Peter L. Malkin, Empire State Realty Trust, Malkin Holdings

Peter L. Malkin

Enhancing an Icon

Editors’ Note

Peter Malkin is a leader of investment entities that own and operate approximately 11,400,000 square feet of office, showroom, and retail space; a collection of mezzanine finance pools and industrial properties; and 2,700 apartment units. Malkin is the Founding Chairman of the Grand Central Partnership, Inc. and of the 34th Street Partnership, Inc., and a founder and Director of the Fashion Center Business Improvement District. He is Co-Chairman of the Emeriti Board of Lincoln Center and Co-Chairman Emeritus of the Real Estate Council of The Metropolitan Museum of Art; Chairman of the Dean’s Council of the Harvard Kennedy School of Government; Co-Founder and Honorary Co-Chair of the Committee Encouraging Corporate Philanthropy; a Vice President and Director of the Realty Foundation of New York and a partner in the Partnership for New York City; and a Governor Emeritus of the Real Estate Board of New York. Malkin received his A.B. Degree summa cum laude, Phi Beta Kappa, from Harvard College in 1955 and his law degree magna cum laude from Harvard Law School in 1958.

Company Brief

Malkin Holdings is recognized as the original and preeminent real estate syndicator in the United States. Lawrence A. Wien, the firm’s Co-Founder, with Peter L. Malkin, assembled a portfolio of syndicated properties, including the Empire State Building.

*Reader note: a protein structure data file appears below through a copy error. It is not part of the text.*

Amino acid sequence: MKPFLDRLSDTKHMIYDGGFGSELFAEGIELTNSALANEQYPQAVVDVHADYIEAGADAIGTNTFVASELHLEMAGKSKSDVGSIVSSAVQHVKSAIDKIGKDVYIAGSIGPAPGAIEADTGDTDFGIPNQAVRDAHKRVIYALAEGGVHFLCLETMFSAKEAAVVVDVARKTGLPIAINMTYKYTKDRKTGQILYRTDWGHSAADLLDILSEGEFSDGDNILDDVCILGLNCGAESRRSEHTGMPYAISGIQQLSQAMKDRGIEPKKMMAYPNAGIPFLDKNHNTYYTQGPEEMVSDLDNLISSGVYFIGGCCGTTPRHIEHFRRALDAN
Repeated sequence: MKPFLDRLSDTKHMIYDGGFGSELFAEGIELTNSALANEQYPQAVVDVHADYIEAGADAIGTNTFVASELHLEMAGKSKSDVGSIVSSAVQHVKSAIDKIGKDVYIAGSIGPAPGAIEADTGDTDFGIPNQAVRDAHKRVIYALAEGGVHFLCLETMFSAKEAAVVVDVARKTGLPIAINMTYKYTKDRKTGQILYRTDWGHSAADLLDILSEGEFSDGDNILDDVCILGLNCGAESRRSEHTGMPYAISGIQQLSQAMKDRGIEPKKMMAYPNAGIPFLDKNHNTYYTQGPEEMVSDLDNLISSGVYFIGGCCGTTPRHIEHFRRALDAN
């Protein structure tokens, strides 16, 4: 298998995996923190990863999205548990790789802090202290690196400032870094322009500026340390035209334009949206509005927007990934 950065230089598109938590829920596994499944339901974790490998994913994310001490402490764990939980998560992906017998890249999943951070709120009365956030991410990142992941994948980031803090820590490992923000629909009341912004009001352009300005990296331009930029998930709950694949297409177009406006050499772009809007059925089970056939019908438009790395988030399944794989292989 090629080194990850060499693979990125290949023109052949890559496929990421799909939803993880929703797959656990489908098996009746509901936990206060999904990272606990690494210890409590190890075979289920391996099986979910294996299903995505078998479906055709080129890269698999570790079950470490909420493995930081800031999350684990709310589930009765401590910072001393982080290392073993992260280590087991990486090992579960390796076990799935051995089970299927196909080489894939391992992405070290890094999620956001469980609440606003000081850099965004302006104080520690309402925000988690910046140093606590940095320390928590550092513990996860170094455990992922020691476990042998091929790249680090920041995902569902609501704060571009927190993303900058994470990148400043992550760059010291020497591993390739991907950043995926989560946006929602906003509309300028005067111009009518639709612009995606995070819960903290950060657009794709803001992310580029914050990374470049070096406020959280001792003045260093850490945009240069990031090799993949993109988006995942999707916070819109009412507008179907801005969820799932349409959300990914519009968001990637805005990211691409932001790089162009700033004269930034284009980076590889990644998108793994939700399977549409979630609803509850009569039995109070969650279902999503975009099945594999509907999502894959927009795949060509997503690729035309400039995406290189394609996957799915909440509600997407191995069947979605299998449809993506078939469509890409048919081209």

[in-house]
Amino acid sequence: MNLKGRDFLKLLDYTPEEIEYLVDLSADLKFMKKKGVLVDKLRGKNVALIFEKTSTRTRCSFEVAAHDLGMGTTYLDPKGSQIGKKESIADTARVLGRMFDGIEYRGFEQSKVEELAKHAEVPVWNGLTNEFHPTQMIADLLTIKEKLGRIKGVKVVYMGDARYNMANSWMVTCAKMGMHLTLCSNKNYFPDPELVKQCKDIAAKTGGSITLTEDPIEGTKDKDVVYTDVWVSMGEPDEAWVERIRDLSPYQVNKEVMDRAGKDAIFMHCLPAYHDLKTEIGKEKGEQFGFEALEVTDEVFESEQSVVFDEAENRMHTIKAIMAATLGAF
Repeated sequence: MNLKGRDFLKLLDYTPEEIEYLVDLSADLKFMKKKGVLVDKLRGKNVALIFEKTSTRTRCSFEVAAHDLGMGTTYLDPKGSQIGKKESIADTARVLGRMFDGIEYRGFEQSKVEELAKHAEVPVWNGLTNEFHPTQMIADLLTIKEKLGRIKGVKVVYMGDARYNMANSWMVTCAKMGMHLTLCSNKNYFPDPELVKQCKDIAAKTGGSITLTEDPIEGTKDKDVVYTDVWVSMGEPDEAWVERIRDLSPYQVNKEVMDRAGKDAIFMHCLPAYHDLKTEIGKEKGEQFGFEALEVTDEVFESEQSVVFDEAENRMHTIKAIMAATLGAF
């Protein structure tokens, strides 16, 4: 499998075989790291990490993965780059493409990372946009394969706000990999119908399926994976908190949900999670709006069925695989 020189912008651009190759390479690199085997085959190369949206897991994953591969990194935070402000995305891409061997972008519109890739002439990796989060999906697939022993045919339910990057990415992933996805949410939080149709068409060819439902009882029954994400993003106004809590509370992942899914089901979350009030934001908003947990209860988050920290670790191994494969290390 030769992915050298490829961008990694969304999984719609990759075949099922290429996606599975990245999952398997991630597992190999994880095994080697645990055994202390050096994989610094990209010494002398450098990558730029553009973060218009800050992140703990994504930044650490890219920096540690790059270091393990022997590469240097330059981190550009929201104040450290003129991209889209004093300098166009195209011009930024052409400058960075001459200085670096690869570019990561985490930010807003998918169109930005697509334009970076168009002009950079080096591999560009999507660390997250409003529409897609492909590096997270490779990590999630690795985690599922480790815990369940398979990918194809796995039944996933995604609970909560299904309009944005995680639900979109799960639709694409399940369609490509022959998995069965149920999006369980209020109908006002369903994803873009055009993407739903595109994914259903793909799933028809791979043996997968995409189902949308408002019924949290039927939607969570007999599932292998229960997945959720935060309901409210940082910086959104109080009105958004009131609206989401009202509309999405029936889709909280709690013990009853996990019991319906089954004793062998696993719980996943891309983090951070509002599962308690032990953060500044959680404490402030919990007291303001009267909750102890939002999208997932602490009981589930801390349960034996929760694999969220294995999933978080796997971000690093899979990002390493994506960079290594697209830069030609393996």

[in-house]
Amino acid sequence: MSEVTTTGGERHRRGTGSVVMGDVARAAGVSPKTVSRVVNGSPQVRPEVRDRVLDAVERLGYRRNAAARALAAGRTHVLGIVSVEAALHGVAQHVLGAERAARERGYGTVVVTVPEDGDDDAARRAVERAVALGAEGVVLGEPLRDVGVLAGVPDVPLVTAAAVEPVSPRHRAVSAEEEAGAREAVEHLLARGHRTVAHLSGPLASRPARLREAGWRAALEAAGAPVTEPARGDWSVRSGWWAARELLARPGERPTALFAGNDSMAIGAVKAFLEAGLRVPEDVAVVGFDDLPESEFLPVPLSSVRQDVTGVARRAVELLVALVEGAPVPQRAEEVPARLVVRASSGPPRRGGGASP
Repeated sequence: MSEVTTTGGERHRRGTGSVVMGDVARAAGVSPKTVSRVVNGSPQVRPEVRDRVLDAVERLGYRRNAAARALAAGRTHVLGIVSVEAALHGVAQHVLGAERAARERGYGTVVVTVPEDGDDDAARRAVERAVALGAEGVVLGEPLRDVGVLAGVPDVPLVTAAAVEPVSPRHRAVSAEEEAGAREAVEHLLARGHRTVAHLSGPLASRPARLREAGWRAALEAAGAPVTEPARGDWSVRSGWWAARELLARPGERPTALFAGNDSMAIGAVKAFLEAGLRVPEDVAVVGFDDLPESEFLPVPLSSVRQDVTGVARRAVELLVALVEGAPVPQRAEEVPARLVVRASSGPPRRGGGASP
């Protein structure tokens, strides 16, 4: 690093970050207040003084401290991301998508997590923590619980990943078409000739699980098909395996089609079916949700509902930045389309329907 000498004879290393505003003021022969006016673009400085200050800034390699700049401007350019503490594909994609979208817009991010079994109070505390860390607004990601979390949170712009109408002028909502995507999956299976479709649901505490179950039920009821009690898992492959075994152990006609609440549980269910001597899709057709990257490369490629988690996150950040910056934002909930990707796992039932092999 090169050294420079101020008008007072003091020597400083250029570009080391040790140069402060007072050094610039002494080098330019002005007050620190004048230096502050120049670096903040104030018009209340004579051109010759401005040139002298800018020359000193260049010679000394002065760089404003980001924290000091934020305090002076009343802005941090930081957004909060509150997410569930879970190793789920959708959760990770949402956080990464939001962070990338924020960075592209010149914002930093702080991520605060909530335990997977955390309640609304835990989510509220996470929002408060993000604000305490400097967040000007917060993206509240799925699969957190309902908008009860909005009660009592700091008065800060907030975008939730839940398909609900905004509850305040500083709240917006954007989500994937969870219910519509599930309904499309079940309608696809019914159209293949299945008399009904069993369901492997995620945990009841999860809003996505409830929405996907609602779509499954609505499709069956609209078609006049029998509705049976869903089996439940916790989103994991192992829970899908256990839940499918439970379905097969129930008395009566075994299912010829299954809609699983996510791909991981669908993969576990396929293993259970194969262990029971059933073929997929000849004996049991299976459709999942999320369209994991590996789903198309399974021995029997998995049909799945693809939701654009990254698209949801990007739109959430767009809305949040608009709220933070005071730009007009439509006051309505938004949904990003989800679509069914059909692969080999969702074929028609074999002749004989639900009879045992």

Has the New York market truly come back and is it sustainable today?

The residential market is very strong; not only the extremely pricey condominiums, but the rental market has come back to better than where it was. There is virtually no apartment vacancy in New York.

Commercial is not as strong as residential. The vacancy in Manhattan is a bit over 11 percent and it’s generally assumed that a 10 percent vacancy is the turning point where it becomes landlord strong.

Downtown is still about 13 percent and commercial leases are being made at reduced prices. The World Trade Center properties have been slow to fill up – One World Trade Center has just reduced its asking rents.

Larry Silverstein’s project, Seven World Trade Center, has done very well, although 3 and 4 have been slow.

Midtown Manhattan is at a little over 10 percent vacancy. We have had very strong renting at the Empire State Building, where we’re continuing our program of rebuilding the building that at one time had as many as 900 small tenants and now has about 200 larger, more credit-worthy tenants.

Empire State Building

Empire State Building

So as the turnover goes on, the occupancy at this point is something over 87 percent and probably at least 5 percent more is space that is in transition and not yet available.

We have had great success with major tenants: LinkedIn came in originally at 6,000 feet or so and it’s now up to 150,000 feet. We take pride in the fact that we have as tenants both the FDIC and former FBI Head Louis Freeh, who has set up his own security consulting firm in the Empire State Building.

We have more than one million square feet in our existing buildings that we’re continuing to convert and upgrade for larger tenants. Close to 750,000 square feet of that is in the Empire State Building and the balance is spread among other buildings in the Empire State Realty Trust portfolio, which is mostly midtown Manhattan. The Trust has exercised its option to add about a million and a half additional feet to the portfolio. We also have properties in Westchester and Fairfield Counties, which are at transportation centers so they are highly occupied and at rents that are top of the market in Stamford, White Plains, Mamaroneck, and Norwalk.